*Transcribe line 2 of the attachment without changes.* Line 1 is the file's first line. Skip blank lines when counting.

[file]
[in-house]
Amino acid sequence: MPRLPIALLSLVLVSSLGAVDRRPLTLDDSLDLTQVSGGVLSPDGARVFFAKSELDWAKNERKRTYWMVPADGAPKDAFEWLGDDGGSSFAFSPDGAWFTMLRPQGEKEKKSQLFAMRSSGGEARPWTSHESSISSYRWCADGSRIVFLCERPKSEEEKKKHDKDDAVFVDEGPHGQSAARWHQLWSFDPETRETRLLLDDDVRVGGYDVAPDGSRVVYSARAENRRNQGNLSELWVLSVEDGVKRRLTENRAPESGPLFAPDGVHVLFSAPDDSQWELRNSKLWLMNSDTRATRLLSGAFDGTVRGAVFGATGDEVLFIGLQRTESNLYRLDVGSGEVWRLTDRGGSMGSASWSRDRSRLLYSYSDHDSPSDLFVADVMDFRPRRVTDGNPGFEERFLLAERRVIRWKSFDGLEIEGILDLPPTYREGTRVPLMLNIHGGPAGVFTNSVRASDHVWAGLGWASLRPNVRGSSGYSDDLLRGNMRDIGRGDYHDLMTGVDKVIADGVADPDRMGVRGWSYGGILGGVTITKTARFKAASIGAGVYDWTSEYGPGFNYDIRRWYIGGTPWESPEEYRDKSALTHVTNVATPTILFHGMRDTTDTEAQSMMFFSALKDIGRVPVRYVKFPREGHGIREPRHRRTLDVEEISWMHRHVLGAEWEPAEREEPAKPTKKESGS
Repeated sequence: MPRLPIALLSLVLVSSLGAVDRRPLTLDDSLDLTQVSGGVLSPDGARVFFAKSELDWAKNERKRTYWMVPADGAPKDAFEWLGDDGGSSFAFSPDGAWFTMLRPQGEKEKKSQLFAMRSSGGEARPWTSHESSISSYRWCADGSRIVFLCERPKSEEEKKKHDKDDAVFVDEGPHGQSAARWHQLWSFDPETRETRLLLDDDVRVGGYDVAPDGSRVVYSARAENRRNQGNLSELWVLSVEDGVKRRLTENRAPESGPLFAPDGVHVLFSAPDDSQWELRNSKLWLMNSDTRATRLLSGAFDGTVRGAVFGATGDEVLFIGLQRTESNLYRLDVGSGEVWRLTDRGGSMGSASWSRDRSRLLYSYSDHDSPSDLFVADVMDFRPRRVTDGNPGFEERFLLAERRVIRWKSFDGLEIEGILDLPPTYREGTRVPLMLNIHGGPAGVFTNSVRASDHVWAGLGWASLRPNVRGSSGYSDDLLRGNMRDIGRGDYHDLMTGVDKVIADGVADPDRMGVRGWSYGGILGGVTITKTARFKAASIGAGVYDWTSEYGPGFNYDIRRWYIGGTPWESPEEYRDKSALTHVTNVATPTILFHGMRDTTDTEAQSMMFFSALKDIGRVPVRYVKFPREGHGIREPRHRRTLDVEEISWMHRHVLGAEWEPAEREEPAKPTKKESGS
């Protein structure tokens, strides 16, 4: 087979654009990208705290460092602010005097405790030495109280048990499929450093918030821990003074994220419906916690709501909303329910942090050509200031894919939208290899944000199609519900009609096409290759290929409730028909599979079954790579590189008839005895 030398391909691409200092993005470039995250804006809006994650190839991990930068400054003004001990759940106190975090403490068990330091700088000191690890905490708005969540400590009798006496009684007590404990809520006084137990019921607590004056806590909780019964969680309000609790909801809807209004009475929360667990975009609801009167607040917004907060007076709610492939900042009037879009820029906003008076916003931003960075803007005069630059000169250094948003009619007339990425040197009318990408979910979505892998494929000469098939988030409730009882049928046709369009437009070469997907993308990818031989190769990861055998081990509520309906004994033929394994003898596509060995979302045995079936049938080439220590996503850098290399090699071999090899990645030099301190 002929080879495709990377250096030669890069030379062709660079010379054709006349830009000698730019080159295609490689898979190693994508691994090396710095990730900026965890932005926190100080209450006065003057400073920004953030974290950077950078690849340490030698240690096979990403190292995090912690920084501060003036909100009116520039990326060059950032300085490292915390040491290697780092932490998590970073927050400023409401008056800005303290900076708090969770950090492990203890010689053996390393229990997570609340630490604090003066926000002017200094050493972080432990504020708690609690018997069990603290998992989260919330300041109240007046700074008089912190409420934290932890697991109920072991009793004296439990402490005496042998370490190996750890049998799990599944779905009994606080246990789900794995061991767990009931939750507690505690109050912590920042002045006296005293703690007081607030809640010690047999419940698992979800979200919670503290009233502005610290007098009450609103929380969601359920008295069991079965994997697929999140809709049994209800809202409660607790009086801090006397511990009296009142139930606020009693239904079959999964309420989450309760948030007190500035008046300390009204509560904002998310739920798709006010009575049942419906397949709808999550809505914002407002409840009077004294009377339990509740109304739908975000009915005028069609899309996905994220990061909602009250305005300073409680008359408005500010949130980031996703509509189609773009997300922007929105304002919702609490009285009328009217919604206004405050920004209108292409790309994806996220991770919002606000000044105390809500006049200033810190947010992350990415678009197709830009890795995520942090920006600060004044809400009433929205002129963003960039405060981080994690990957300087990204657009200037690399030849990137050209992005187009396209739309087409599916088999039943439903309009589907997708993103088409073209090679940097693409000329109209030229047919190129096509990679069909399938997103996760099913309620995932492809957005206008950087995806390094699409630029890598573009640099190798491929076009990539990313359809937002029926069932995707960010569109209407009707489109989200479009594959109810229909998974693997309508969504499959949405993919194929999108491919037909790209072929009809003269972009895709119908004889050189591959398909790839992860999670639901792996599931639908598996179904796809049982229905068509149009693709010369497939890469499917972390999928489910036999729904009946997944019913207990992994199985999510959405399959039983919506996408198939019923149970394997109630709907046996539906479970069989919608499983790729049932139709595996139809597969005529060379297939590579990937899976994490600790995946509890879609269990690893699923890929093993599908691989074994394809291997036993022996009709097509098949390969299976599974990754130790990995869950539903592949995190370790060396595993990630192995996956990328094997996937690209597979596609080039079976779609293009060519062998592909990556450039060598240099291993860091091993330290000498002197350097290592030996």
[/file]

Amino acid sequence: MPRLPIALLSLVLVSSLGAVDRRPLTLDDSLDLTQVSGGVLSPDGARVFFAKSELDWAKNERKRTYWMVPADGAPKDAFEWLGDDGGSSFAFSPDGAWFTMLRPQGEKEKKSQLFAMRSSGGEARPWTSHESSISSYRWCADGSRIVFLCERPKSEEEKKKHDKDDAVFVDEGPHGQSAARWHQLWSFDPETRETRLLLDDDVRVGGYDVAPDGSRVVYSARAENRRNQGNLSELWVLSVEDGVKRRLTENRAPESGPLFAPDGVHVLFSAPDDSQWELRNSKLWLMNSDTRATRLLSGAFDGTVRGAVFGATGDEVLFIGLQRTESNLYRLDVGSGEVWRLTDRGGSMGSASWSRDRSRLLYSYSDHDSPSDLFVADVMDFRPRRVTDGNPGFEERFLLAERRVIRWKSFDGLEIEGILDLPPTYREGTRVPLMLNIHGGPAGVFTNSVRASDHVWAGLGWASLRPNVRGSSGYSDDLLRGNMRDIGRGDYHDLMTGVDKVIADGVADPDRMGVRGWSYGGILGGVTITKTARFKAASIGAGVYDWTSEYGPGFNYDIRRWYIGGTPWESPEEYRDKSALTHVTNVATPTILFHGMRDTTDTEAQSMMFFSALKDIGRVPVRYVKFPREGHGIREPRHRRTLDVEEISWMHRHVLGAEWEPAEREEPAKPTKKESGS